Q:We are turning to you for help in dealing with the chutzpah of our 9-year-old son which has really gotten out of hand lately. Here’s the most recent example. He was playing outside tonight with his friends. My wife called him in and he ignored her. After she insisted and raised her voice, he begrudgingly complied. When he finally did come in, he began insulting her. He called her “weird.” He shouted, “You make terrible suppers.” And when she told him to begin working on his homework, he defiantly refused and started complaining that he “hates school.”
Things got so out of control that I had to give him a patsh before he settled down and started his homework. I certainly would not want to have to do that again. What would you recommend we should do to nip this problem in the bud?
A:Many parents, I am sure, can identify with your dilemma. Chutzpah is a serious problem which, unfortunately, is all too prevalent today. As Chazal have taught, “[At the end of Galus, when we can already hear] the footsteps of Moshiach, chutzpah will increase.” (Sota 49b)
As is well known, children are obligated to honor their parents. In fact, the Torah includes this as one of the Aseres Hadibros. (Shemos 20:12 & Devarim 5:16) Speaking or acting with chutzpah, therefore, is a clear violation of this mitzvah mid’Oraisa. Not all childhood misbehavior, however, needs to be labeled as chutzpah.
To illustrate this point with an extreme example, suppose a child was being mistreated, R”l, by a parent. Would it be considered chutzpah if that child resisted or defended himself? Some people (and I am not including you and your wife in this group) are under the misconception that the above quoted pesukim grant parents the status of infallibility, including the license to treat their children improperly.
Returning to your letter, Chazal have also taught, “Who is [considered] a wise man? [The answer is] he who is able to anticipate future [consequences of his current actions].” (Tamid 32a) A wise parent, therefore, understands that small children need to be allowed time to make transitions during their day. Take bedtime, for example. Parents cannot expect children to jump into bed immediately when bedtime is announced. Instead, they need to put on their pajamas, to have a bedtime routine and only afterwards go to sleep. Understandably, when children are playing or engaged in any other pleasurable activity, they cannot be expected to abruptly terminate their fun when the whistle is blown. What they need is a brief period of adjustment, during which they can complete the process of accepting that play time is over.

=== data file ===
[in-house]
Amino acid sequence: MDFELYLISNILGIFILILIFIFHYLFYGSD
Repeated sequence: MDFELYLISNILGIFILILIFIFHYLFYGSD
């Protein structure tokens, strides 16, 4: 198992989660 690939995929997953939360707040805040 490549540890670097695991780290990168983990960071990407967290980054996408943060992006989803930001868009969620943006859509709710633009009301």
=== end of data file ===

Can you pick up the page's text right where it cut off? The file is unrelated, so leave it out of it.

When your son is outside playing with his friends after school, that time is probably the highlight of his day. Coming in to do homework and go to bed are not very appealing, to say the least. Resistance on his part, therefore, should be expected. In order to ease this transition, therefore, you have two options.
One approach would be to insist that he begin his homework before he goes out to play. In fact, it could even be a condition for being allowed out that he must complete at least part of his homework. This arrangement has two benefits. Firstly, it insures that he will work at his maximum efficiency in order to complete his assignments so that he can get outside quickly. And, secondly, it makes the prospect of coming inside after playing less objectionable because at least part of his homework has already been completed.
The other option is to give your son some advance warning that his play time outside is coming to a close. For example, “You really need to come in now. But I’ll let you stay outside for another 10 minutes.” This way, your son has time for one more game, try or fling before having to call it a day. If your son has his own watch, it is even better for you to give him a time before he leaves the house at which he must return without being reminded. This gives him more independence and allows him to develop self discipline, as well.
Finally, let me assure you that I do not condone temper tantrums. And your son was apparently having one when your wife called him in to do homework. A temper tantrum, however, by definition is not controllable. Children throw them when they are overwhelmed with intense feelings of frustration with which they cannot cope. Certainly, parents must help their children to avoid tantrums. And one of the best techniques is to follow the timeless advice of Chazal quoted above by making sure that they do not provoke their children in any way.
The opinions expressed in this article reflect the view of the author. In all matters of halachah and hashkafah, readers should consult their Rav.